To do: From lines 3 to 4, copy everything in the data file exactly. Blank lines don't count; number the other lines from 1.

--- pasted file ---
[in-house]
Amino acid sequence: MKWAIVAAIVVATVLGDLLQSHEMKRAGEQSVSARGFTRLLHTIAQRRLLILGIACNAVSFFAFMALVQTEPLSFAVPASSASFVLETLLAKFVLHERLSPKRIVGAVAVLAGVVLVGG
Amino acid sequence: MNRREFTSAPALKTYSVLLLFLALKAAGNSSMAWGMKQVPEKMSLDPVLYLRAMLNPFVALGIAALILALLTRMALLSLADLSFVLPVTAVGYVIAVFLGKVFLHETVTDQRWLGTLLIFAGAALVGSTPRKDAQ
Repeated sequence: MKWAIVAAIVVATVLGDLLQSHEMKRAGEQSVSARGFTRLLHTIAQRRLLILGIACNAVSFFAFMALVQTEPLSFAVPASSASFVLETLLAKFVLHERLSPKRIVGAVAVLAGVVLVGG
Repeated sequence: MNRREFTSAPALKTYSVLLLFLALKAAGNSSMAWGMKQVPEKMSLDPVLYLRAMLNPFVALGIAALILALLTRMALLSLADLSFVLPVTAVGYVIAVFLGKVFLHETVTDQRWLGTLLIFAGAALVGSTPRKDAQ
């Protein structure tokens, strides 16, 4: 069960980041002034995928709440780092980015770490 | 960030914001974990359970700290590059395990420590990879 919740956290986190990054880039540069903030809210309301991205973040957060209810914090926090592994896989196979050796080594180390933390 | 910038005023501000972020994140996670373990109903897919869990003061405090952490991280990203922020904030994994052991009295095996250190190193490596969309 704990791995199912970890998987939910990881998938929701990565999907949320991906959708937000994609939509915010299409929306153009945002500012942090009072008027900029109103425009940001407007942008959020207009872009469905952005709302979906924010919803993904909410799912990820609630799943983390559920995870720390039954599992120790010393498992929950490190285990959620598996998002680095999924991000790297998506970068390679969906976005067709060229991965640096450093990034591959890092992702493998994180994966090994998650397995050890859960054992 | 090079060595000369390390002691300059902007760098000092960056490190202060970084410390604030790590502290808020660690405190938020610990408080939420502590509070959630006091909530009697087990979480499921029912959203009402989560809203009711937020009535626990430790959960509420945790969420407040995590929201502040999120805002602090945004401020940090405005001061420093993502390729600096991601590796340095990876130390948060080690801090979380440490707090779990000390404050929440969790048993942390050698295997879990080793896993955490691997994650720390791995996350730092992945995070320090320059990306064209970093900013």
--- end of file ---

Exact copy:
Amino acid sequence: MNRREFTSAPALKTYSVLLLFLALKAAGNSSMAWGMKQVPEKMSLDPVLYLRAMLNPFVALGIAALILALLTRMALLSLADLSFVLPVTAVGYVIAVFLGKVFLHETVTDQRWLGTLLIFAGAALVGSTPRKDAQ
Repeated sequence: MKWAIVAAIVVATVLGDLLQSHEMKRAGEQSVSARGFTRLLHTIAQRRLLILGIACNAVSFFAFMALVQTEPLSFAVPASSASFVLETLLAKFVLHERLSPKRIVGAVAVLAGVVLVGG